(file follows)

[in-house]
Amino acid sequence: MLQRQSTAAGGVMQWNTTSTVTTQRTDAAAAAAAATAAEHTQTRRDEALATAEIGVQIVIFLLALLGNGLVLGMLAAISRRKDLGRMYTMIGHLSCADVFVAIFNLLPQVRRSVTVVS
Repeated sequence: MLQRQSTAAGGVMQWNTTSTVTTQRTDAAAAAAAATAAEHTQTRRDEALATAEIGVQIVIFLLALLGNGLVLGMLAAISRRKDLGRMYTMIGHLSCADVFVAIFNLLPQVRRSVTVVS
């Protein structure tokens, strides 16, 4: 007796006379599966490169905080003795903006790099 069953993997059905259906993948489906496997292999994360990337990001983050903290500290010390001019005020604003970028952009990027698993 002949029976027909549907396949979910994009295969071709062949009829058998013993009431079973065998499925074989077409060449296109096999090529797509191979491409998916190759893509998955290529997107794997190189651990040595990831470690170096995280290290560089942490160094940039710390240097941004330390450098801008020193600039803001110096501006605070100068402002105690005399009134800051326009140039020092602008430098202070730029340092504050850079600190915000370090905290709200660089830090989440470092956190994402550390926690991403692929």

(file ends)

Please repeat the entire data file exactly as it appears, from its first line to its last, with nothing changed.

[in-house]
Amino acid sequence: MLQRQSTAAGGVMQWNTTSTVTTQRTDAAAAAAAATAAEHTQTRRDEALATAEIGVQIVIFLLALLGNGLVLGMLAAISRRKDLGRMYTMIGHLSCADVFVAIFNLLPQVRRSVTVVS
Repeated sequence: MLQRQSTAAGGVMQWNTTSTVTTQRTDAAAAAAAATAAEHTQTRRDEALATAEIGVQIVIFLLALLGNGLVLGMLAAISRRKDLGRMYTMIGHLSCADVFVAIFNLLPQVRRSVTVVS
């Protein structure tokens, strides 16, 4: 007796006379599966490169905080003795903006790099 069953993997059905259906993948489906496997292999994360990337990001983050903290500290010390001019005020604003970028952009990027698993 002949029976027909549907396949979910994009295969071709062949009829058998013993009431079973065998499925074989077409060449296109096999090529797509191979491409998916190759893509998955290529997107794997190189651990040595990831470690170096995280290290560089942490160094940039710390240097941004330390450098801008020193600039803001110096501006605070100068402002105690005399009134800051326009140039020092602008430098202070730029340092504050850079600190915000370090905290709200660089830090989440470092956190994402550390926690991403692929």